by Scott Stephens
Scott Stephens is the counseling pastor at West End Baptist Church’s West End Counseling Center, a board member of Redeemer Biblical Counseling Training Institute, and a PhD student in the Biblical Counseling Program at Southwestern Baptist Theological Seminary. To find out more about our counseling center (WECC), please call the church at 864-232-7312.
God’s revelation to us in His Word is powerful! It permeates the inner being of the believer, yet many times, we don’t live as if we believe that all of His Word applies to our lives.
James, the brother of Jesus, gives exceptional guidance to the believer for the use of God’s Word. In James 1:22, he warns us that we are to be doers of the Word, not just people who hear the Word. We are not to be people who do not act on its guidance.
How many people do you know who have a firm grasp on God’s Word yet fail to live it out? We all know someone who does this. As a matter of fact, I believe we may all be guilty of this. Each one of us does this regularly in one way or another. For instance, God tells us not to be anxious but to pray about everything (Philippians 4:6-7). I find myself getting anxious from time to time and not praying as fervently as I should. It also tells us to trust Him with all our heart, not leaning on our understanding of the situation (Proverbs 3:5-6). I, at times, tend to look at a situation from a negative, worldly point of view rather than one that acknowledges God’s love and sovereignty. These are just two examples, and I believe I could write dozens more examples of how we are given clear guidance, yet we fail to act on it for one reason or another. Sadly, these are some of the less challenging circumstances we encounter. It becomes more complicated when we are to forgive one another, love one another, not covet one another’s possessions, not lie to each other, and not complain about our circumstances (the list can go much further).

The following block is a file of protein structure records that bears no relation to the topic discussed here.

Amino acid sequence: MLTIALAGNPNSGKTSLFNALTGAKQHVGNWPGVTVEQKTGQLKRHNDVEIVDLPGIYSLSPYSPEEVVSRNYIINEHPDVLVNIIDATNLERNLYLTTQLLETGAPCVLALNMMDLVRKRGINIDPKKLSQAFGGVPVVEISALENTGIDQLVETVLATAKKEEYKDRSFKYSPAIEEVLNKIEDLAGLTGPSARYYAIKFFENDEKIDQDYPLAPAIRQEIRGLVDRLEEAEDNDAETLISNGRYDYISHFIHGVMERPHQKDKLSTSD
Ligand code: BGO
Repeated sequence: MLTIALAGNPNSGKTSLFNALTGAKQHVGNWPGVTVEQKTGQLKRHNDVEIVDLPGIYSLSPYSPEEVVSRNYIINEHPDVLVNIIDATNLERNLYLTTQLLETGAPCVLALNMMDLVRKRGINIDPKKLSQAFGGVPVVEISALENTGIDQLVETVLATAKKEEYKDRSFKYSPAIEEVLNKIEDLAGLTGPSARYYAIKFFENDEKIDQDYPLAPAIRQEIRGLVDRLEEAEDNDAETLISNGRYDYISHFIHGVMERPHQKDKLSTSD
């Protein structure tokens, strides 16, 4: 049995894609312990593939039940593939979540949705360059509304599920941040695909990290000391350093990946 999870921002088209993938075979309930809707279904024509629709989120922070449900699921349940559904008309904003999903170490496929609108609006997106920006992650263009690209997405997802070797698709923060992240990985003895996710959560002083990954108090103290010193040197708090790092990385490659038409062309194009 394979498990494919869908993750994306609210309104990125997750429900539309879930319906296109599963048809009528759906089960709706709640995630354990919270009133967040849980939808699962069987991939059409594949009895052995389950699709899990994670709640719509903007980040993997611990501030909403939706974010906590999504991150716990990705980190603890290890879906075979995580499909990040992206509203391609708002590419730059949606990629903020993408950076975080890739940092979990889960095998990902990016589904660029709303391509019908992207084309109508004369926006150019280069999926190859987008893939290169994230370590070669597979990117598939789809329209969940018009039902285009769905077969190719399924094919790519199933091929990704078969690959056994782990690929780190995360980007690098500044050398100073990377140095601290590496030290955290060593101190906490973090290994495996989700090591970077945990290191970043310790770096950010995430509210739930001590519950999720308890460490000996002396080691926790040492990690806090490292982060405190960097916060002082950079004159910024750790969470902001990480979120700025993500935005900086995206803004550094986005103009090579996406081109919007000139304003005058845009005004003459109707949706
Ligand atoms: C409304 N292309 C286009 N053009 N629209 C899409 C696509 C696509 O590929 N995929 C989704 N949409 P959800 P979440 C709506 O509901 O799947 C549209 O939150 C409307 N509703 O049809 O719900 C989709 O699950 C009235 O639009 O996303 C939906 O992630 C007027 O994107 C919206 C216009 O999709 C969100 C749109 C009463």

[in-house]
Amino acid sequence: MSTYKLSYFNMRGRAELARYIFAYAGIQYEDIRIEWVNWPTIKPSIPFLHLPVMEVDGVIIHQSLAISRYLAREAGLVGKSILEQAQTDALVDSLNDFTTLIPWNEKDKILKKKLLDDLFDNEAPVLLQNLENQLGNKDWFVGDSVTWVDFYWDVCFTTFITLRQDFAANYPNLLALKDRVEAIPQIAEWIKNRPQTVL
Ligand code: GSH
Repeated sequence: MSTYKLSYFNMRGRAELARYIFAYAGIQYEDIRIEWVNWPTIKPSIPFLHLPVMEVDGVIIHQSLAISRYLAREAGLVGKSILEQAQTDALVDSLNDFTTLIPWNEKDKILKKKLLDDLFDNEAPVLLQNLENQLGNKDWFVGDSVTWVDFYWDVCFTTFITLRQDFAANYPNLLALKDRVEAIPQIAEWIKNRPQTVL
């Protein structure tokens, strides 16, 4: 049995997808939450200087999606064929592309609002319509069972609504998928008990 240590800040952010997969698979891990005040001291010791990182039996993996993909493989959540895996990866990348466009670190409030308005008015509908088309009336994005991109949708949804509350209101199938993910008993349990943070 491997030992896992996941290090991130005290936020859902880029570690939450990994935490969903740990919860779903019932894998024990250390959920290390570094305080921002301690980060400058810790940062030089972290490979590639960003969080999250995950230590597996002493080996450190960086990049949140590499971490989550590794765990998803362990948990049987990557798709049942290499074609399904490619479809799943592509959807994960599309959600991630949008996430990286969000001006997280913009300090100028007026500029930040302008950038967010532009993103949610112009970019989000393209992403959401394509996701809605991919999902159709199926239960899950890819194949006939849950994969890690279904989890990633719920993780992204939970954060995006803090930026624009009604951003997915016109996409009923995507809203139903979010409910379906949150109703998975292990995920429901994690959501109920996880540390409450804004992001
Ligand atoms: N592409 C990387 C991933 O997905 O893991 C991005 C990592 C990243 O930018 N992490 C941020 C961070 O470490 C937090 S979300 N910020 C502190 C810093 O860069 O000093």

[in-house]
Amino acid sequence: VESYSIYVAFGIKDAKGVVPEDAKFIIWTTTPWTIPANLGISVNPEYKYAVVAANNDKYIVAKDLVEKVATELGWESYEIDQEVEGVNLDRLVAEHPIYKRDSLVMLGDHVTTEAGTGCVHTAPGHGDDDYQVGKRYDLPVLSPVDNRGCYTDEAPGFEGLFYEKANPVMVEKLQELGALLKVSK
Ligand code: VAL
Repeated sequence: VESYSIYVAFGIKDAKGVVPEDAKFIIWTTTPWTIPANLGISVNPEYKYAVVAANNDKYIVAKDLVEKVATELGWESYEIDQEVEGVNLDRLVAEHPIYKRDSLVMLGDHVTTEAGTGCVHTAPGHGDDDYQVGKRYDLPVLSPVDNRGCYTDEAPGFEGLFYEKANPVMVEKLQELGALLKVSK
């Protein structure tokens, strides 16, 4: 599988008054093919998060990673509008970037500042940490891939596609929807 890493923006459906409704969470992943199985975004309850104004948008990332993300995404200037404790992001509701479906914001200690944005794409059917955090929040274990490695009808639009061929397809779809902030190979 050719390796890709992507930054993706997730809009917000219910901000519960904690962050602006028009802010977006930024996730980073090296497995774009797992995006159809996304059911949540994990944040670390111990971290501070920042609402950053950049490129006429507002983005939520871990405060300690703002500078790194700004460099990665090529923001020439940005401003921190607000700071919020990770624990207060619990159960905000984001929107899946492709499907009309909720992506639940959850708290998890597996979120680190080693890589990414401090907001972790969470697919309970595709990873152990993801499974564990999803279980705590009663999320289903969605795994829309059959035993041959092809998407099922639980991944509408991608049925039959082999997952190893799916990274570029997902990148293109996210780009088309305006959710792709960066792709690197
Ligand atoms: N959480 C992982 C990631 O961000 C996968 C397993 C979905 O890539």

There are some things to remember that will help us to be obedient to James’ message.
- Remember that you are to “put off” your old way of thinking and acting. Thinking the worst of the situation is usually a default response when bad things happen. It’s amazing. We don’t have to think about the circumstance in any depth; our emotions have automatically (habitually) taken us to a level of anxiety, frustration, anger, and perhaps hopelessness. It’s important to recognize this process and seek to change it. As followers of Jesus, we are new people. We are no longer to think and act like we did when we were unbelievers. We are called to think with a new mind…to act in a new way (Ephesians 4:22-32).
- Remember that you have help. John 15:26-27 tells us that Jesus sent us a helper, the Holy Spirit, who tells us what we need to know about Jesus. This is a gracious gift since we are called to become more like Him daily. The Spirit teaches us what is written in the Word (John 14:26; 16:13-14) and gives us the ability to obey the Word and glorify God as we live (2 Corinthians 3:18). We have the power to understand and practice God’s commands because of the indwelling presence of the Holy Spirit. It is essential that we remember and constantly rely on this wonderful gift.
- Remember that our obedience (or lack of obedience) is a direct reflection of our walk with God. In John 14:15, we read where Jesus says, “If you love me, you will keep my commands.” In the next verse, He reminds us of the “Helper” that He has provided who will help us keep His commandments. With the Spirit’s help, we can notice when we are not obedient; with His help, we can change how we respond. Remember, God does not ask us to do anything He has not already given us the ability to do, with His help.
Hebrews 4:12 tells us that the Word of God is “living and active, sharper than any two-edged sword, piercing to the division of the soul and of spirit, of joints and marrow, and discerning the thoughts and intentions of the heart.” Pray that the Holy Spirit will not only “sear” God’s Word to your heart but that He will enable you to live His Words, becoming more like Jesus.